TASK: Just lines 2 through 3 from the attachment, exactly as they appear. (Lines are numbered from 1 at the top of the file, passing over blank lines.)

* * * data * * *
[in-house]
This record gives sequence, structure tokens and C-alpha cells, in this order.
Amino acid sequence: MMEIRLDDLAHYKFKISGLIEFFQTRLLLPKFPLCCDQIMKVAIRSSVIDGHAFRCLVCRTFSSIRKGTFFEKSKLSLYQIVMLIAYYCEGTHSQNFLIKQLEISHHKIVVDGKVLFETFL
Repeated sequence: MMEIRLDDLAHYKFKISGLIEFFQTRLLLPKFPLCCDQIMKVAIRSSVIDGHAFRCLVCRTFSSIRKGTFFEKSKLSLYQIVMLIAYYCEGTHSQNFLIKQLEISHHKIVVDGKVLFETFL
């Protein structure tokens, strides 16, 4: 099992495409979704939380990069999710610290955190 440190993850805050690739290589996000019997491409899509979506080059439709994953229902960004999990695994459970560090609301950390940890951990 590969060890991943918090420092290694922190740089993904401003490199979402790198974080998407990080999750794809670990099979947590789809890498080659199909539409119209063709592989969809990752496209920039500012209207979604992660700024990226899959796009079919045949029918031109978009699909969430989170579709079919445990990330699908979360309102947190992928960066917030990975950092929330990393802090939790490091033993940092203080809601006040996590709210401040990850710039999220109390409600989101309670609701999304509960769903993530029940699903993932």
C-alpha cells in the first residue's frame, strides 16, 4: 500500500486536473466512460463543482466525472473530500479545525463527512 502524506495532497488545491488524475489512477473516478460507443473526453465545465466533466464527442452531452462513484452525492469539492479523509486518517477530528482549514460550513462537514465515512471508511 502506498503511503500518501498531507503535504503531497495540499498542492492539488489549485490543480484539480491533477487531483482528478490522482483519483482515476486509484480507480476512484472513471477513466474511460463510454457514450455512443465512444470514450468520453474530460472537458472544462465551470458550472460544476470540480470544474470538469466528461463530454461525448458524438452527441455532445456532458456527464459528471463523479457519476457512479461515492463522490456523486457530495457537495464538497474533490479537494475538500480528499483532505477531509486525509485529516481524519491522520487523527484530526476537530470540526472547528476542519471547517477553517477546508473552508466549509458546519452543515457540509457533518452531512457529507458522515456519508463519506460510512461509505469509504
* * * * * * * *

This record gives sequence, structure tokens and C-alpha cells, in this order.
Amino acid sequence: MMEIRLDDLAHYKFKISGLIEFFQTRLLLPKFPLCCDQIMKVAIRSSVIDGHAFRCLVCRTFSSIRKGTFFEKSKLSLYQIVMLIAYYCEGTHSQNFLIKQLEISHHKIVVDGKVLFETFL